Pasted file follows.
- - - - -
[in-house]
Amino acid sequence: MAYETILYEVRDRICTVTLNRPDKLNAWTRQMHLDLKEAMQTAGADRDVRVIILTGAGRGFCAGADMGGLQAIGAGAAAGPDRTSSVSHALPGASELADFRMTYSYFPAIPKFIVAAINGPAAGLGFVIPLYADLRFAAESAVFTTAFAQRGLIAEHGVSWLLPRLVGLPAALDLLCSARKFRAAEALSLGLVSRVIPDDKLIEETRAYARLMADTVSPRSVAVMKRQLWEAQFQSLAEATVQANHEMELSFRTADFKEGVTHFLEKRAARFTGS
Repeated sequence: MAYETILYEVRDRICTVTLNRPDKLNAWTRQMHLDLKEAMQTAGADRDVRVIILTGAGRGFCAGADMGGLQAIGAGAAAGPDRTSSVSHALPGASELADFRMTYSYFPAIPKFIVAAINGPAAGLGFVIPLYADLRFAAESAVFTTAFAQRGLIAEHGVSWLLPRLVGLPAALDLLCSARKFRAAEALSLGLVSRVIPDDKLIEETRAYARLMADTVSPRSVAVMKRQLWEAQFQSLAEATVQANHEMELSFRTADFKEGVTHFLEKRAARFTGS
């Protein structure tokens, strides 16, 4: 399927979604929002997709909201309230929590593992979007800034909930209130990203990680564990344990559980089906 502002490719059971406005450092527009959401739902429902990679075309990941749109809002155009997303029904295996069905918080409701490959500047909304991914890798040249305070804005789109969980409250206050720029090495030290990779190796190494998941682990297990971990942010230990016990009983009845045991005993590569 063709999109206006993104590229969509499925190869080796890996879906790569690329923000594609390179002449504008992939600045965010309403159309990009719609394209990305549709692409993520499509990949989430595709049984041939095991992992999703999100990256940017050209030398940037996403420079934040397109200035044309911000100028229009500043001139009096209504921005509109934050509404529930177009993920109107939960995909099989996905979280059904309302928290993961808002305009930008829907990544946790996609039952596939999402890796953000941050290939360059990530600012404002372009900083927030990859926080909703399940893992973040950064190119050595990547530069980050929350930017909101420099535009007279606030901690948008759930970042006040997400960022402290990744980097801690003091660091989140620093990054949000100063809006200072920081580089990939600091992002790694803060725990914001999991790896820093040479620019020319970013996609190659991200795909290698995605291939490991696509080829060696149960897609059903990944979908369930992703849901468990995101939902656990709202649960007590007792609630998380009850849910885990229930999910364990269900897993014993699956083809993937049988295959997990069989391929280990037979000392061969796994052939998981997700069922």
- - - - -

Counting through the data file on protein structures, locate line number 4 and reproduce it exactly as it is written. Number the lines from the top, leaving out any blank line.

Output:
């Protein structure tokens, strides 16, 4: 399927979604929002997709909201309230929590593992979007800034909930209130990203990680564990344990559980089906 502002490719059971406005450092527009959401739902429902990679075309990941749109809002155009997303029904295996069905918080409701490959500047909304991914890798040249305070804005789109969980409250206050720029090495030290990779190796190494998941682990297990971990942010230990016990009983009845045991005993590569 063709999109206006993104590229969509499925190869080796890996879906790569690329923000594609390179002449504008992939600045965010309403159309990009719609394209990305549709692409993520499509990949989430595709049984041939095991992992999703999100990256940017050209030398940037996403420079934040397109200035044309911000100028229009500043001139009096209504921005509109934050509404529930177009993920109107939960995909099989996905979280059904309302928290993961808002305009930008829907990544946790996609039952596939999402890796953000941050290939360059990530600012404002372009900083927030990859926080909703399940893992973040950064190119050595990547530069980050929350930017909101420099535009007279606030901690948008759930970042006040997400960022402290990744980097801690003091660091989140620093990054949000100063809006200072920081580089990939600091992002790694803060725990914001999991790896820093040479620019020319970013996609190659991200795909290698995605291939490991696509080829060696149960897609059903990944979908369930992703849901468990995101939902656990709202649960007590007792609630998380009850849910885990229930999910364990269900897993014993699956083809993937049988295959997990069989391929280990037979000392061969796994052939998981997700069922």